European Union fines Google €1.5bn for breach of competition rules

European Union fines Google €1.5bn for breach of competition rules

Vestager continued, "Google has...shielded itself from competitive pressure by imposing anti-competitive contractual restrictions on third-party websites".

The European Commission has fined Google €1.5 billion for throttling competitors in the internet search advertising market.

But the Commission said that Google's practice of including exclusivity clauses in such deals meant those publishers could not place ads from Google's rivals.

E-marketing analyst Bill Fisher noted a "growing wave of sentiment" toward curbing the influence of Big Tech and said that even if the EU's rulings apply only to Google's European operations, Google should "begin to open up, become more transparent and possibly look to alter some of its business practices" worldwide.

The new penalty comes on top of a $2.7 billion fine Google received in 2017 for disadvantaging other comparison-shopping providers on its results pages, and last year's $5 billion fine for abusing its position in the Android ecosystem.

Basically, Google was bundling its ad platform with its custom search engine for websites, and the European Commission ruled that arrangement was anti-competitive toward other ad providers.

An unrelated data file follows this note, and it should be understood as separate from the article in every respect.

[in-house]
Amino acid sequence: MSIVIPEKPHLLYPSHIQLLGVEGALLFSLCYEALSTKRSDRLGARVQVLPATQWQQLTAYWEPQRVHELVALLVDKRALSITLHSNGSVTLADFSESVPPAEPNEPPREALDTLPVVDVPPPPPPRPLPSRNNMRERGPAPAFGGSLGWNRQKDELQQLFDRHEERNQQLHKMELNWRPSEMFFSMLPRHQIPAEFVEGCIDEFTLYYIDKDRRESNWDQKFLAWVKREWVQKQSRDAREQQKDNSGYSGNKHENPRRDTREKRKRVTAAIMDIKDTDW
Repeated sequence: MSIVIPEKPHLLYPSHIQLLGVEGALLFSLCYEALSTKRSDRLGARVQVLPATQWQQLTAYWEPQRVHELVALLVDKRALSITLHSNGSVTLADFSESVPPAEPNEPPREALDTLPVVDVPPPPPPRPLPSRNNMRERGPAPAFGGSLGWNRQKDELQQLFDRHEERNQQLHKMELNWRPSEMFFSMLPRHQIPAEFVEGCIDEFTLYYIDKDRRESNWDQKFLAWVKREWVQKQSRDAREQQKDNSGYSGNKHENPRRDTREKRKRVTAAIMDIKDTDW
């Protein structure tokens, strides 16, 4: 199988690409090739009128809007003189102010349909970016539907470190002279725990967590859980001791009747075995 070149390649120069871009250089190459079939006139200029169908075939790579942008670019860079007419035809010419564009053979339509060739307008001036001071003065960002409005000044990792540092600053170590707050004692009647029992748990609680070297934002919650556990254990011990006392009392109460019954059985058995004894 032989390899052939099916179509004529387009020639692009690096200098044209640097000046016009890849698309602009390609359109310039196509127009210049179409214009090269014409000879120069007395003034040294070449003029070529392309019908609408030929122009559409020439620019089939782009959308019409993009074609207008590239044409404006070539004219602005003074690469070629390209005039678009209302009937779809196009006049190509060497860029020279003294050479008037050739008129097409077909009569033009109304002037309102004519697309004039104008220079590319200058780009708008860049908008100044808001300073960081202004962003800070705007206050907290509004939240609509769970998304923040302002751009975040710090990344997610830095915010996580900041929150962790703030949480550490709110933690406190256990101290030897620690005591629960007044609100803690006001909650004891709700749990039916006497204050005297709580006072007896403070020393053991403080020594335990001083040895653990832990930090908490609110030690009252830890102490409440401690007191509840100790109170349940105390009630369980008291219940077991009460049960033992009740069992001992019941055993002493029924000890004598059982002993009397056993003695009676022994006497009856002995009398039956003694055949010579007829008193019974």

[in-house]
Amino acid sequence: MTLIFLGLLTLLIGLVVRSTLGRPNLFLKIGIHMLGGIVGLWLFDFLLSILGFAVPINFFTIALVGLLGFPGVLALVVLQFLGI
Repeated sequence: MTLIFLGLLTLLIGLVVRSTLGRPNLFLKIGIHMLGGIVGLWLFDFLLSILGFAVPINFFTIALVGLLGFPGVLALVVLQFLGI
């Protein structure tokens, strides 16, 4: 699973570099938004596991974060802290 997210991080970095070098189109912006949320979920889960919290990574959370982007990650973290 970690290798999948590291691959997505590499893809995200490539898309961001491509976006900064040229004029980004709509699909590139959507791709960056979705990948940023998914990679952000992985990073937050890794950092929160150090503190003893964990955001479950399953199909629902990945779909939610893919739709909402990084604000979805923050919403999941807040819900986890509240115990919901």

In June 2017, the corporation was slapped with a €2.42 billion ($2.7 billion) European Union antitrust fine, after it was found to have abused its dominant position by "systematically favoring its own shopping comparison service".

Google "prevented its rivals from having a chance to innovate and to compete in the market on their merits", Ms. Vestager said.

"When I cite the numbers that we have now and the intentions from Google in the Android decision, we don't have a non-compliance issue as of now", she told a press conference.

Also during March 2009, Google added new clauses to contracts requiring publishers to ask for "written approval from Google before making changes to the way in which any rival adverts were displayed", allowing the Alphabet unit to "control how attractive, and therefore clicked on, competing search adverts could be".

The AdSense For Search service - known simply as AdSense - lets Google act as a middleman between advertisers and website owners who want to make money by selling space for ads.

Google's senior vice president of global affairs, Kent Walker, responded, saying: "We've always agreed that healthy, thriving markets are in everyone's interest". Walker writes. "As a result, over the next few months, we'll be making further updates to our products in Europe". Regulators recently have started scrutinizing Google's handling of local search results, following a complaint brought by Yelp previous year.

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